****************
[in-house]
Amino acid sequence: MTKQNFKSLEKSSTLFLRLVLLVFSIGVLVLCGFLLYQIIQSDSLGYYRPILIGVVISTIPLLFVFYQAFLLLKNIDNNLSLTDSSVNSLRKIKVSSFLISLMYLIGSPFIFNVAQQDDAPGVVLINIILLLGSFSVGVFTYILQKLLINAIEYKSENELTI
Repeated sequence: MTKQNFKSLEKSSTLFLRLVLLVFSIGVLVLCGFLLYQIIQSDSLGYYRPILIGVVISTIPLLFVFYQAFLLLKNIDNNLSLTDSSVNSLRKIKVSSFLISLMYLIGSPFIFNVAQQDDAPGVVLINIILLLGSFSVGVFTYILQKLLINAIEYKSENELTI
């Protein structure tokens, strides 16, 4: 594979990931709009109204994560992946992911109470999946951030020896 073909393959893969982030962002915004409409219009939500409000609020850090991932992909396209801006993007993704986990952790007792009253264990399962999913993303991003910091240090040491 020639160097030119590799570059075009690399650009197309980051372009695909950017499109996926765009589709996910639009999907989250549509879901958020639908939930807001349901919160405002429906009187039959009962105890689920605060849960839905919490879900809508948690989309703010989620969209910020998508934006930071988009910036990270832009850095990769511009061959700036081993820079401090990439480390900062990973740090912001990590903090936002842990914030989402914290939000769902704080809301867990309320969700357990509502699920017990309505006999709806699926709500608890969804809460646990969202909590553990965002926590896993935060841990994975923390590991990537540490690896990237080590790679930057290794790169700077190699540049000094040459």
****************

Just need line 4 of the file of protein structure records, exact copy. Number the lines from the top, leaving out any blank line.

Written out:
């Protein structure tokens, strides 16, 4: 594979990931709009109204994560992946992911109470999946951030020896 073909393959893969982030962002915004409409219009939500409000609020850090991932992909396209801006993007993704986990952790007792009253264990399962999913993303991003910091240090040491 020639160097030119590799570059075009690399650009197309980051372009695909950017499109996926765009589709996910639009999907989250549509879901958020639908939930807001349901919160405002429906009187039959009962105890689920605060849960839905919490879900809508948690989309703010989620969209910020998508934006930071988009910036990270832009850095990769511009061959700036081993820079401090990439480390900062990973740090912001990590903090936002842990914030989402914290939000769902704080809301867990309320969700357990509502699920017990309505006999709806699926709500608890969804809460646990969202909590553990965002926590896993935060841990994975923390590991990537540490690896990237080590790679930057290794790169700077190699540049000094040459």